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Folks, we need real funding for transit

12.17.2008 by André Natta · → 1 Comment

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If the $1.7 million in question for BJCTA paratransit service is taken from that which is already in the city’s budget for BJCTA this fiscal year and is not in addition to the amount set aside, our local transit authority would be forced to make reductions to its existing bus service (viewed as underfinanced and underperforming by many).

It’s disappointing to see the city continue to struggle to find ways to maintain a functioning bus service – particularly in light of the business fee increase supported by the business community and passed last December, which according to a several reports, including this one from us last year on November 19, included transit funding.

There still seems to be more name calling than action when it involves mass transit. The issue is of particular importance to me again as I sit in a hospital waiting room in New York City knowing that reliable mass transit continues to make it easy for me to get around my home town without worry.

Recently moving from downtown Birmingham also marks the first time that I did not stick to my personal rule of living within a block of a bus or train station stop. I just knew that my car or my bike was becoming more reliable.

My level of faith in the future of the BJCTA is not completely lost – their new website and the interim executive director provide a glimmer of hope that the system can be fixed, or at least wants to be.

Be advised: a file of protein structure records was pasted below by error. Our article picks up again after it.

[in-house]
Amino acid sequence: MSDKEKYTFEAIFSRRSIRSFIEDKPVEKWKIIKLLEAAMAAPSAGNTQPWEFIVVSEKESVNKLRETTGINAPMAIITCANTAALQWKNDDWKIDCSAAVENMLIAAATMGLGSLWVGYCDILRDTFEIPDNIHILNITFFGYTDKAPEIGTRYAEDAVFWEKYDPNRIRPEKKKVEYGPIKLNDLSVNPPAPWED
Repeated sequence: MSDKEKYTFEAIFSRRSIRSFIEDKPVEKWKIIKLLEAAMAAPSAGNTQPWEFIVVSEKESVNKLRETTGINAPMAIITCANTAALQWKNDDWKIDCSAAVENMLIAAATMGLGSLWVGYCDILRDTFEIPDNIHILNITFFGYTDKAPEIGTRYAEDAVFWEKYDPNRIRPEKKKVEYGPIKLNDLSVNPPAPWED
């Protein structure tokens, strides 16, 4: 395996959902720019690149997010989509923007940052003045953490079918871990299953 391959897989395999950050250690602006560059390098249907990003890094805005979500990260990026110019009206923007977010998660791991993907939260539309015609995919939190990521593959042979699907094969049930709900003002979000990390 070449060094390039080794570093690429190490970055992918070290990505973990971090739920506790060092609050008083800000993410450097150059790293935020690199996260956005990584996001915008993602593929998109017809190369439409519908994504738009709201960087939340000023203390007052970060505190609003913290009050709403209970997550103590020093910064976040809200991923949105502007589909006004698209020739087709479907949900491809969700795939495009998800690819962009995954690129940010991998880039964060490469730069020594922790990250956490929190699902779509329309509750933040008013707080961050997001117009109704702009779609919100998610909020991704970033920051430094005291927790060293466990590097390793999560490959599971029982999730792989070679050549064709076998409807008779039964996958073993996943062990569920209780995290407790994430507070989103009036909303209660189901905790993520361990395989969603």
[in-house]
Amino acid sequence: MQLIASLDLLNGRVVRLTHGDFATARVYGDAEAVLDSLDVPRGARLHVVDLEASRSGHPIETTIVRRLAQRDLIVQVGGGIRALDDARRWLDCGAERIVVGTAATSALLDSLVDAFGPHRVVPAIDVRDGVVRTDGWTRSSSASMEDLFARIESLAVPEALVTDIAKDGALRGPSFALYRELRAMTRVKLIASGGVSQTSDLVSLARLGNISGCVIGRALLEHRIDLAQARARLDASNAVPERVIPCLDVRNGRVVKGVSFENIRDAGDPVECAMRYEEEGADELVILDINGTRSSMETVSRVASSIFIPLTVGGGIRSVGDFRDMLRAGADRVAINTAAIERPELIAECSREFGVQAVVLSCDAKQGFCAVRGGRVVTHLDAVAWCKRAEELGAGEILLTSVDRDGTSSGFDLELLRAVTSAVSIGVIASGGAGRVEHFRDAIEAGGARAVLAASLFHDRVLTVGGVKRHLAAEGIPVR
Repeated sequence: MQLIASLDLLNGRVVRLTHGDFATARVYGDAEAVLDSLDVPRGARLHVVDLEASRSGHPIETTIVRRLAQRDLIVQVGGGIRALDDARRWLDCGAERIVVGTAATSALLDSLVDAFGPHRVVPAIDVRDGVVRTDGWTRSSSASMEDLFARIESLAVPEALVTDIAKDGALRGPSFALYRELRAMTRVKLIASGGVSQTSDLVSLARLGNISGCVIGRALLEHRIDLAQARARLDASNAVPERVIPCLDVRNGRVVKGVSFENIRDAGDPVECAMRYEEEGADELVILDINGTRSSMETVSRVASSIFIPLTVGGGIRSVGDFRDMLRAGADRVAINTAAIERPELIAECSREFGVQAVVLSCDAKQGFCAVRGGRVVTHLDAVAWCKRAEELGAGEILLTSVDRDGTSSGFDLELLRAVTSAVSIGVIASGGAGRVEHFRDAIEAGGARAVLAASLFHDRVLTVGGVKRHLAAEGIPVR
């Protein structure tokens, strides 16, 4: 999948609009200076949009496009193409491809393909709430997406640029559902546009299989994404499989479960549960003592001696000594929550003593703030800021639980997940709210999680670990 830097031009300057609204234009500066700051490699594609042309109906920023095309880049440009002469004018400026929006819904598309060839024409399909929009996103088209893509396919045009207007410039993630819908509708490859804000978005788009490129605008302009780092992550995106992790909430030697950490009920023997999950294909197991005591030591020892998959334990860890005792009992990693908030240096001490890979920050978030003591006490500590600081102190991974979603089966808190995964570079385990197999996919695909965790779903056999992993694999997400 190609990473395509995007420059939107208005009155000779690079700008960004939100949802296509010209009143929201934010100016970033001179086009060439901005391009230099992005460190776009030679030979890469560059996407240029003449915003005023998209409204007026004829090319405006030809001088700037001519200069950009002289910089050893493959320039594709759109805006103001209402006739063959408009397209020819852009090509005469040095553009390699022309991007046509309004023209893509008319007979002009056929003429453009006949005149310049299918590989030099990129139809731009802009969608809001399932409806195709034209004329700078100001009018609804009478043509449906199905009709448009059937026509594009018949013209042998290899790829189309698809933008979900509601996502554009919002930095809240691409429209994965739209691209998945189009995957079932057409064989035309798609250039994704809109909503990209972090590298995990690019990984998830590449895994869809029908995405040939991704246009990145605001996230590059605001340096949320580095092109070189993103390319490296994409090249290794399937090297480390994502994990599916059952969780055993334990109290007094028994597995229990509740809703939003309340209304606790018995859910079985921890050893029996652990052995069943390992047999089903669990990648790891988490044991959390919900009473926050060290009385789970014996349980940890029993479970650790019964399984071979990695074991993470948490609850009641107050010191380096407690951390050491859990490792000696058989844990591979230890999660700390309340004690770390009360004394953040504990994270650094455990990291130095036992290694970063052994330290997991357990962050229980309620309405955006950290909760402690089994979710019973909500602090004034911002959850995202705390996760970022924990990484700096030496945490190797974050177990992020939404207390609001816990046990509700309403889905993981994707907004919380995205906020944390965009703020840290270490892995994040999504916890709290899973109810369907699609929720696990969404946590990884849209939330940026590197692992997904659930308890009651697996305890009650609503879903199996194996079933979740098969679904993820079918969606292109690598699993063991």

My faith of future funding sources – from both the City of Birmingham and those other cities in the community that need to be providing substantial funding for it – is.

If we couldn’t get it done or at least really get it going when gas was approaching $4/gallon, I’m nervous about whether or not more than a temporary patch can be applied to our transit issue.

While folks already complain about the evening commute along Highway 280, I’m not quite sure folks out there are ready for the types of delays that folks from those cities our civic leaders always compare us to, like Denver, Austin and Atlanta already deal with. Waiting to do something could very well lead us to that point and then it will be too late.

It is especially disturbing considering that it is paratransit that is now involved in this shell game of funding sources.

Making that evening commute on the bus won’t look so bad in the near future – and shouldn’t (if we still have a working system to make that commute on). 

André Natta is the managing editor of The Terminal.

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Filed under: regional · transit

Rylah Photography
Rylah Photography

It has always amazed me how little people seem to care about the basic infrastructure of Birmingham. In order for a healthy economy, transportation is one of the most important elements in my opinion.